Survival of the Puerto Rican Parrot

By: Daniel Nardini

Lawndale News Chicago's Bilingual Newspaper - Commentary When I was in Puerto Rico, I remember the distinctive sound of a well-known frog called the coqui. It sounded like a chirping bird, and it was pleasant to listen to at night. To my knowledge, the coqui, about the size of half a finger, is native only to Puerto Rico. There is no other like it in the rest of the Caribbean. Another animal native to Puerto Rico is the Puerto Rican parrot. About a foot long, the Puerto Rican parrot is an especially endangered species.

No one is sure, but before the coming of the Spanish it is estimated that there were over one million such parrots in Puerto Rico. However, deforestation over the centuries as well as planting sugar cane crops and over-hunting killed most of the Puerto Rican parrots. By 1972, there were estimated to be only 13 Puerto Rican parrots left. At that time the Puerto Rican Commonwealth government stepped on to try and save the species. This was not easy because it was discovered that the parrot is particularly sensitive to changes in its environment and human activity.

The other problem was making sure that those Puerto Rican parrots raised would survive in the wild. Great care has been taken to help Puerto Rican parrots from when they are born to when they reach adulthood to be able to survive. As much effort has been put into the parrot chicks having contact with adult parrots as possible so they will survive in the wild. When the chicks became adults they were released into the wild such as El Yunque National Forest. It is estimated that there may be a couple of hundred of Puerto Rican parrots today (not counting those in the zoos).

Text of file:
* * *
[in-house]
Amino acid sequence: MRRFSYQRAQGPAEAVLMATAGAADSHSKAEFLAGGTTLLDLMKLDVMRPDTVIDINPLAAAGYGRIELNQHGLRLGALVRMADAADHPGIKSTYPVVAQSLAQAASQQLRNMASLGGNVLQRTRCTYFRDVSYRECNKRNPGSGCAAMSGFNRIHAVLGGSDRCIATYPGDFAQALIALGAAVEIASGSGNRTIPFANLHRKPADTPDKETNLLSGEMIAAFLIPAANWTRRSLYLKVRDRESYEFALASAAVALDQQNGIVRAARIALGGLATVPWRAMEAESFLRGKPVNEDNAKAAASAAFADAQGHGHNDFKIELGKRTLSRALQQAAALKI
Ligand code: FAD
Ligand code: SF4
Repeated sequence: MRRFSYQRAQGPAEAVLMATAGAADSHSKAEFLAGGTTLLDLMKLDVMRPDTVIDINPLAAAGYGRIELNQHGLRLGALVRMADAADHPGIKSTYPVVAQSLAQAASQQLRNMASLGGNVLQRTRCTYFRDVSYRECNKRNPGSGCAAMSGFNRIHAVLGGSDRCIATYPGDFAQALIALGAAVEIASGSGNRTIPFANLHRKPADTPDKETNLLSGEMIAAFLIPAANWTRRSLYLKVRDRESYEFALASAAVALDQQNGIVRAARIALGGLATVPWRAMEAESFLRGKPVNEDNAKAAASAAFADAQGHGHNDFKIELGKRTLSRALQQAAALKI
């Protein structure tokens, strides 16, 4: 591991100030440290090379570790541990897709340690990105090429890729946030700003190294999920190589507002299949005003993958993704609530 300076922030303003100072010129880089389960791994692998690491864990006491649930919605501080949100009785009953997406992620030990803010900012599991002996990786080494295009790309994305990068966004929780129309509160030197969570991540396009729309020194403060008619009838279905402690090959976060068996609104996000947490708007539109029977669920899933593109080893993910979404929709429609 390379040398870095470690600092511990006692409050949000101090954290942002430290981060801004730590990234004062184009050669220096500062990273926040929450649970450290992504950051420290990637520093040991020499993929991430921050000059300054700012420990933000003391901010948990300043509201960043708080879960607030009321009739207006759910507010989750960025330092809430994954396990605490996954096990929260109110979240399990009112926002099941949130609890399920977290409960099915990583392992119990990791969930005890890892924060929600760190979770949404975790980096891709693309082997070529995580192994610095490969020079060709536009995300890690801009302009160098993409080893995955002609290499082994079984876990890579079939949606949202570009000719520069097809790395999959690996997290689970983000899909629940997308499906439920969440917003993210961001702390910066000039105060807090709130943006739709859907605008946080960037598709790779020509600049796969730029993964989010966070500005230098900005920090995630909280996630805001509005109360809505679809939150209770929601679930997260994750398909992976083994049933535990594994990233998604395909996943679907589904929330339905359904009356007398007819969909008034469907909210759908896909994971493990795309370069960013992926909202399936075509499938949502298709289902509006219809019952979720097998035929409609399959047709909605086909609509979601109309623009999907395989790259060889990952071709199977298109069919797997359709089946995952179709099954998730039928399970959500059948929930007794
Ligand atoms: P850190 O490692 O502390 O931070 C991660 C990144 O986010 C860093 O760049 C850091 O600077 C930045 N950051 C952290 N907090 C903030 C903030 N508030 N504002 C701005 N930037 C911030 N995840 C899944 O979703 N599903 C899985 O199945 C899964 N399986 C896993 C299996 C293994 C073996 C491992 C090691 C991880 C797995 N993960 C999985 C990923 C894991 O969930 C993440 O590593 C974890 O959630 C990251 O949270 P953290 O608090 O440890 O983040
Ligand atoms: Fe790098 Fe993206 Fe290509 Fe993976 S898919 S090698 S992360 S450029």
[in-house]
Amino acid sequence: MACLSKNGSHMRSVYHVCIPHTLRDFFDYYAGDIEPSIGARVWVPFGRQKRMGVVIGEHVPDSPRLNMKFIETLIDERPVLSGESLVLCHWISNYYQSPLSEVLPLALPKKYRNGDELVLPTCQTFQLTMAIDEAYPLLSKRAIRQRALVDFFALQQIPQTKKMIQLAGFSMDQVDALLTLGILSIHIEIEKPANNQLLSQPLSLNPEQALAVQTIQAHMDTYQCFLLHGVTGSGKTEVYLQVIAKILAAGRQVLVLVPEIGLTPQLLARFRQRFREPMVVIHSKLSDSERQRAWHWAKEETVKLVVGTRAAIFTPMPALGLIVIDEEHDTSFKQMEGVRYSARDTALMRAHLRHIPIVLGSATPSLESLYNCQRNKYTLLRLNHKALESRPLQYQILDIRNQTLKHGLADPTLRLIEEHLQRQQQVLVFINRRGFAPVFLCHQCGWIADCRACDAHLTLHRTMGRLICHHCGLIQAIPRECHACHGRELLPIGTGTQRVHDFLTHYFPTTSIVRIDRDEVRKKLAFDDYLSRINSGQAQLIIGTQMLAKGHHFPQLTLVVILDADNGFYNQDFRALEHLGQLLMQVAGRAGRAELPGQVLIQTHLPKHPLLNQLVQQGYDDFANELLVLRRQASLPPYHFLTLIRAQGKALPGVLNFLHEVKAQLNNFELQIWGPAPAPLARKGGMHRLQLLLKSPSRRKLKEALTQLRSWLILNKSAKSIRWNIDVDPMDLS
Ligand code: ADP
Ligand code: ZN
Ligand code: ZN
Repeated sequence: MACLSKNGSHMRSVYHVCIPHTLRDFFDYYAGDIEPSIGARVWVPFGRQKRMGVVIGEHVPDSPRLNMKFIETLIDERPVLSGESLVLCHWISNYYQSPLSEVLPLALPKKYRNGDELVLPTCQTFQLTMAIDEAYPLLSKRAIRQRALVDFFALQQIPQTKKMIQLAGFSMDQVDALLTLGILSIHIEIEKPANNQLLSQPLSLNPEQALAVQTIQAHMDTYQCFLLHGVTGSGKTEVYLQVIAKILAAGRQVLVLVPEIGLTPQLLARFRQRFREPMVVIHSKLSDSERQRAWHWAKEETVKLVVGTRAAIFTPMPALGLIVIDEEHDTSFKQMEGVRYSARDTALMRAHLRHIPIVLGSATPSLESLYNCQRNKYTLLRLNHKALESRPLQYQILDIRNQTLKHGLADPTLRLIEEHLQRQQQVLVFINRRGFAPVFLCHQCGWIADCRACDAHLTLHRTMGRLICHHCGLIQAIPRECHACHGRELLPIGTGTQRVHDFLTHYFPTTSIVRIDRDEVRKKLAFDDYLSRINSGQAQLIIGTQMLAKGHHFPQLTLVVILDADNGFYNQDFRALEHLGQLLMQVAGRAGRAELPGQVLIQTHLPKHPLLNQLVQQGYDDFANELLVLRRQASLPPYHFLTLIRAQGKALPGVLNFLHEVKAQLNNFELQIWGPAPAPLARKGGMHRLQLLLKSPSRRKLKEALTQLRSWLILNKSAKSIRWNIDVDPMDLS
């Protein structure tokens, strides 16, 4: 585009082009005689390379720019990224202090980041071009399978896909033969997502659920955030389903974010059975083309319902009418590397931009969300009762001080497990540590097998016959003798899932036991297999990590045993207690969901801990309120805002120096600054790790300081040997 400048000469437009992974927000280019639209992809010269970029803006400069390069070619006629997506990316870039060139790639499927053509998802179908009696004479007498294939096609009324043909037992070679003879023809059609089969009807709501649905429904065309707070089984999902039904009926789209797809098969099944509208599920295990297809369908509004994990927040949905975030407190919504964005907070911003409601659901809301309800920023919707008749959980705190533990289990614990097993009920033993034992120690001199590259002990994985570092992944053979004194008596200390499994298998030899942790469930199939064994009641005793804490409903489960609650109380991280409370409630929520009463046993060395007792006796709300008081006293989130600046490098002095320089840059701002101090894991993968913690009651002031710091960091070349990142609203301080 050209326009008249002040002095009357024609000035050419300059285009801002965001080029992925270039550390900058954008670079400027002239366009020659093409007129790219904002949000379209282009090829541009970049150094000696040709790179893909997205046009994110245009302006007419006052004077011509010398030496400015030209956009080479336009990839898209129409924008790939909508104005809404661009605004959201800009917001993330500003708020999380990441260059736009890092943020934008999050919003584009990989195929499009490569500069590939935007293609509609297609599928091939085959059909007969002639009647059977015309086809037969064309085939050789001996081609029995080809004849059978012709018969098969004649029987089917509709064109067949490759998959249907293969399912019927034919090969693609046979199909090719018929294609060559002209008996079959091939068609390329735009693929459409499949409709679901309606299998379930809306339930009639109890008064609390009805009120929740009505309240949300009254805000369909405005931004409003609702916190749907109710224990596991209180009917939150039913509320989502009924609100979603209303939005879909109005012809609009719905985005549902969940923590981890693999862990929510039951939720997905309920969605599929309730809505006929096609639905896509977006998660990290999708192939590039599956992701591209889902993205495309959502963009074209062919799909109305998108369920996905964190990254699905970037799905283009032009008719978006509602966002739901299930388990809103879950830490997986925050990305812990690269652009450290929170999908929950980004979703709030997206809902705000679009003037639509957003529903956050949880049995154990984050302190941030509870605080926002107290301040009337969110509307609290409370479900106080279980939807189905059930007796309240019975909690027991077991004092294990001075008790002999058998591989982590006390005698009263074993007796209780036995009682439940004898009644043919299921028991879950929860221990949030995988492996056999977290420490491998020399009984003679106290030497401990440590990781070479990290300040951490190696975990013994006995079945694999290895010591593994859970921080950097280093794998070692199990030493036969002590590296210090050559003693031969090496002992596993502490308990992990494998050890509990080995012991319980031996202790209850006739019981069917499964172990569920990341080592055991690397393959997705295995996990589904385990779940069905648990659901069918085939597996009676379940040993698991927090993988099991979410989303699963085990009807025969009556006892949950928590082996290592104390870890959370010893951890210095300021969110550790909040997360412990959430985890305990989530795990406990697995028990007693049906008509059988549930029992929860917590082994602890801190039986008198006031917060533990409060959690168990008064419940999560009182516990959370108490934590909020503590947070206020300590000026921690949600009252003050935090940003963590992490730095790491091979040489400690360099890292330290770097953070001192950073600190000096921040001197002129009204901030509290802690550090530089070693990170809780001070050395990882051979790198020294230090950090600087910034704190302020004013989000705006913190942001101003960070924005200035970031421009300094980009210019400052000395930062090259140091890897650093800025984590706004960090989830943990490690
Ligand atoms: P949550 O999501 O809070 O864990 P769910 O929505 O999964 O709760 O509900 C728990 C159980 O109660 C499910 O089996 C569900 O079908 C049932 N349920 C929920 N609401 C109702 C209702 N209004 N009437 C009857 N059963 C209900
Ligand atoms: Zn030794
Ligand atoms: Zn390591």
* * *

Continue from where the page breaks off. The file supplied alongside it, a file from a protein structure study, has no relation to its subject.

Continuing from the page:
The species is far from secure. A dangerous virus or natural disaster could impact those parrots alive today and destroy the whole species. It has taken decades to bring the species back from what most certainly looked like extinction. There is the possibility that the Puerto Rican parrot will now survive and its numbers will grow again. No one is sure about the species’ future, but for now its present looks hopeful.

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